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Friday, August 19, 2011

Urban Impressions

I recently began volunteering in the office of a social group I've   joined in the South End (of Boston). The South End has come a long, long way over the past quarter century! I remember a South End of muggings, drug dealing, iron bars on windows and those Fox/Magic Eye police locks on doors (remember those?) 

Now the neighborhood, what I've seen of it, is a scene of  beautiful tree-lined streets of brick, brownstone and hunter green trim, alive with a new urban lifestyle, Children in playgrounds, people walking dogs, bicyclists, joggers, little crowds at sidewalk cafes; shot through with a refreshing linear park: the Southwest Corridor Park. Sections of the SWCP are worthy of Thoreau. It's almost as if the dreams of the original South End developers & speculators have finally come true; with a few twenty-first century adjustments. I'm not claiming it's an Eden on Earth; the South End has multiple problems just like everywhere else, but the populace seems to have found direction, an ideal they are working towards. I live in wonderful South Boston, a neighborhood of mostly wood-frame homes, exterior-wise, the gentrification of South Boston hasn't been as gentle as the latest wave has been in the South End with its solid brick & brownstone.
  While it's nice to see a visual (at least) revival ; I find it so very disappointing to see so many newer residents of South Boston taking little interest in the community. While many are getting involved: becoming real neighbors, their are still too many who choose to do little else but throw noisy roof deck parties & sleep here. There's a touch of a strange sort of snobbery to a lot of these "twenty & thirty-somethings" which I find distressing; I can't say with any certainty whether or not something similar is going on in the South End. I certainly hope it passes before it reaches some sort of critical mass. Without interaction, without solidarity, without compassion there is no neighborhood. Whether or not the "new neighborhood" suits me or any individual is not nearly as important as the fact that it exists (of course I certainly hope it suits me & the other old-timers.). Every time I hear the laughter & squeals of my neighbors' children in their back-yards I take heart.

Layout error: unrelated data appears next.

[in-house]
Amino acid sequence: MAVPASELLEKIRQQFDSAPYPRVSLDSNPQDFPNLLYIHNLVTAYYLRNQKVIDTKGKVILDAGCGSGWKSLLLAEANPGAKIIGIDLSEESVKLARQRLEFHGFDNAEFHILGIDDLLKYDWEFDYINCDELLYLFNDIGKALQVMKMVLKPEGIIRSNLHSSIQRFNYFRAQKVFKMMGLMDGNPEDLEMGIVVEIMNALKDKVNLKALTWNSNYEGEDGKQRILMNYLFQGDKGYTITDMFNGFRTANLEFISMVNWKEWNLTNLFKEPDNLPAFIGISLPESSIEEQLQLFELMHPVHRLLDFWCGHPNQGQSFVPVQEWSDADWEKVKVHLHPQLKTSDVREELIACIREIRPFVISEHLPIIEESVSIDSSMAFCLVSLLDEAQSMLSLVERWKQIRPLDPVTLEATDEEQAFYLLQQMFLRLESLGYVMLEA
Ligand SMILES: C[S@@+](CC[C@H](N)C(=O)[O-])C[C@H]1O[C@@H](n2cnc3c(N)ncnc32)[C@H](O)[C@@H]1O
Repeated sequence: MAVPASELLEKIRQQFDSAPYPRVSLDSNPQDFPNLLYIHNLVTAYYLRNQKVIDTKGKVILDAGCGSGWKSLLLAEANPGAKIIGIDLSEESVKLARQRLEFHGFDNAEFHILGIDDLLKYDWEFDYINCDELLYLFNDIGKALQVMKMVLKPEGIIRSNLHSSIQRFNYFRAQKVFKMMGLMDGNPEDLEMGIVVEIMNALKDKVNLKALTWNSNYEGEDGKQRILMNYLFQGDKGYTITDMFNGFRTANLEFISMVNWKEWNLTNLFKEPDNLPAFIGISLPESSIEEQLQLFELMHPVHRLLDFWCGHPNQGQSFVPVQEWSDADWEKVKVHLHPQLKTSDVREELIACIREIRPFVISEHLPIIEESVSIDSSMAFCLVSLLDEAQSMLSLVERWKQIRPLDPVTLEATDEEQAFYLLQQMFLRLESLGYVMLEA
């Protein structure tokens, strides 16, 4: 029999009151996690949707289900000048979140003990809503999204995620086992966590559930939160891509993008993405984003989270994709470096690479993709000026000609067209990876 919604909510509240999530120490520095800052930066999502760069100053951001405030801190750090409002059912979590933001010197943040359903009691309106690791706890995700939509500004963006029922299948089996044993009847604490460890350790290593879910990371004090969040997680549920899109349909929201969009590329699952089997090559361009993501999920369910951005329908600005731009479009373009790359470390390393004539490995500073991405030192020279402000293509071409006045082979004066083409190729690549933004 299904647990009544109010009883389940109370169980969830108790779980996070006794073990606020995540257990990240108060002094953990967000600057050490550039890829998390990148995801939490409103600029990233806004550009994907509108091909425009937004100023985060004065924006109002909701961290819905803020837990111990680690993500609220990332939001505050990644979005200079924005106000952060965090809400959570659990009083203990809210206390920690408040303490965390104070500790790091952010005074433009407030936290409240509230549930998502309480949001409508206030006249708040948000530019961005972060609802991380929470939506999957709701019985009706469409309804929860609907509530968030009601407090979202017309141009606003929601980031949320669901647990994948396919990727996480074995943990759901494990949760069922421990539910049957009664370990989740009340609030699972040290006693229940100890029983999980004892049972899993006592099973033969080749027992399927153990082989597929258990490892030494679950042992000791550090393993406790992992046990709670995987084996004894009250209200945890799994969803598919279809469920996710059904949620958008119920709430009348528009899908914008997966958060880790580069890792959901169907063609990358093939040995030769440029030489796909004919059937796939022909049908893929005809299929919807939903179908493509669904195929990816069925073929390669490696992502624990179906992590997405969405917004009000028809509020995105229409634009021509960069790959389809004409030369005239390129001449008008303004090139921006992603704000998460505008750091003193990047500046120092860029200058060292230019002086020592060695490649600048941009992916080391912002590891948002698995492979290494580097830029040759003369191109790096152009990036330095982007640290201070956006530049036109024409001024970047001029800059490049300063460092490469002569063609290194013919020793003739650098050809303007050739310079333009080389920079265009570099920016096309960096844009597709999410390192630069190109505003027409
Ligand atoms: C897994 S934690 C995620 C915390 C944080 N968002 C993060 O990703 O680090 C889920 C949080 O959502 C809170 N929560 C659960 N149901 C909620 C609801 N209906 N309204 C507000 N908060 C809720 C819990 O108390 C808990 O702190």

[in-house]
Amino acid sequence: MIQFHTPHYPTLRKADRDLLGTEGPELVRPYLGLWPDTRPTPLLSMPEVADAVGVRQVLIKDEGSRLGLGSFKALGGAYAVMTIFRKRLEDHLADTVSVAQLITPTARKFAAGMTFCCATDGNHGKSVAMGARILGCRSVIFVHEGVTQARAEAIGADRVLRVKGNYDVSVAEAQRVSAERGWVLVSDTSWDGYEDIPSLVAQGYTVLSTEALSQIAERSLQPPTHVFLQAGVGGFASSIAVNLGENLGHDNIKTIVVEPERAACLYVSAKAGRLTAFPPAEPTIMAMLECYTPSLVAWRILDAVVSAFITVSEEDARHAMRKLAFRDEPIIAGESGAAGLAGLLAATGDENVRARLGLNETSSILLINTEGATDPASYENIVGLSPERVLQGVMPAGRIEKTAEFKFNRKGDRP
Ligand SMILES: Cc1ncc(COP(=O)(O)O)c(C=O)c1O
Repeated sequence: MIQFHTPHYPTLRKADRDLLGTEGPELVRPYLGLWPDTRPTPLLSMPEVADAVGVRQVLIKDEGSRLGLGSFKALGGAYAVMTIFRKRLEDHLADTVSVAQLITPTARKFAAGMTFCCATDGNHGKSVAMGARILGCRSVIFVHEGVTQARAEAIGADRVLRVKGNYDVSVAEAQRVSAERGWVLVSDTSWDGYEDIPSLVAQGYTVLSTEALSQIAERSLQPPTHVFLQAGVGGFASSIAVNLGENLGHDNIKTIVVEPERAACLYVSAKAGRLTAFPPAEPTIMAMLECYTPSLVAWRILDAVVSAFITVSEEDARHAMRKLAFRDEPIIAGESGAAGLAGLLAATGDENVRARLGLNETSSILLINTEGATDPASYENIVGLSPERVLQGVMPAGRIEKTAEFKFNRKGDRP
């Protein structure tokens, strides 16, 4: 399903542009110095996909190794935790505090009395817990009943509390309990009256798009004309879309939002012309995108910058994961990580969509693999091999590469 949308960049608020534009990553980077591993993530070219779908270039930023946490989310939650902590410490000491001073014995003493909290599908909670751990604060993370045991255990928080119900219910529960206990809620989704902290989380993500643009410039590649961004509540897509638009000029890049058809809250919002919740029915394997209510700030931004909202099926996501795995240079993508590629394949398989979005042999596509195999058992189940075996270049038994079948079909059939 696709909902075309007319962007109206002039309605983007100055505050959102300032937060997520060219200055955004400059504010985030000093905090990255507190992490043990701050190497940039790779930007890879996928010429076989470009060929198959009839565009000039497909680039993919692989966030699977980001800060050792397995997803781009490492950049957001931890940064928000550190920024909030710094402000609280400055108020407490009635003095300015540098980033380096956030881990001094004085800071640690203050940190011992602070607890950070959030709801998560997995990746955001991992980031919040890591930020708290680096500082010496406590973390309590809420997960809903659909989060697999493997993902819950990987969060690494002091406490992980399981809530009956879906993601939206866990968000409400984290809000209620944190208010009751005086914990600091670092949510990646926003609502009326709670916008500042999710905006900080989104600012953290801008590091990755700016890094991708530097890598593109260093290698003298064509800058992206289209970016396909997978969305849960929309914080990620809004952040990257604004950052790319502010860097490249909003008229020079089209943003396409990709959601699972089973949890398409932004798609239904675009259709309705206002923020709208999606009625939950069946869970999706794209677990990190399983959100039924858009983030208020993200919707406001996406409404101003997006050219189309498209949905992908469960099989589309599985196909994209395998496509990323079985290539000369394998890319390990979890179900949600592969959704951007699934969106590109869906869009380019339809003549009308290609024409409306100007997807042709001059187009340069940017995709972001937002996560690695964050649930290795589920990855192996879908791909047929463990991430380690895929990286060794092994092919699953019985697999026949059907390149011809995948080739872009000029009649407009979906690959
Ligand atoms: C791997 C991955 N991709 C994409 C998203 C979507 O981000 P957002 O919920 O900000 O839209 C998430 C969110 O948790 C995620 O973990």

Again, I can't say for certain what neighborhood bonds in the South End are truly like, however the level of municipal flourishes leads me to believe they do have strong sense of community there. I can't help but wonder if the sense I get of real community in the South End is simply a case of "the grass is always greener-itus" or if it is created in part by the superior visual harmony of the South End streetscape today? Our visual perceptions play a huge part in our overall assessment of an area. As I mentioned above, the contemporaneous wave of gentrification in the South End has been gentler than that in South Boston. The brick bow-fronts & scattered blocks of brownstones lend themselves to far less bastardization than the wood-frame homes in South Boston. The wood-frame buildings in South Boston had already been subjected to previous attacks: wood, asphalt & asbestos shingles, "Colorado Brick", aluminum & vinyl siding et al. While most of these assaults only covered-over a majority of the exteriors; today all is stripped off, right down to the sheathing. Almost no effort is put into any actual design; there is no attempt to replicate or proportionally adapt original design elements, e.g. a large Greek Revival structure lost its massive-& beautifully intact acanthus leaf consoles supporting an entablature-like hood over the entry.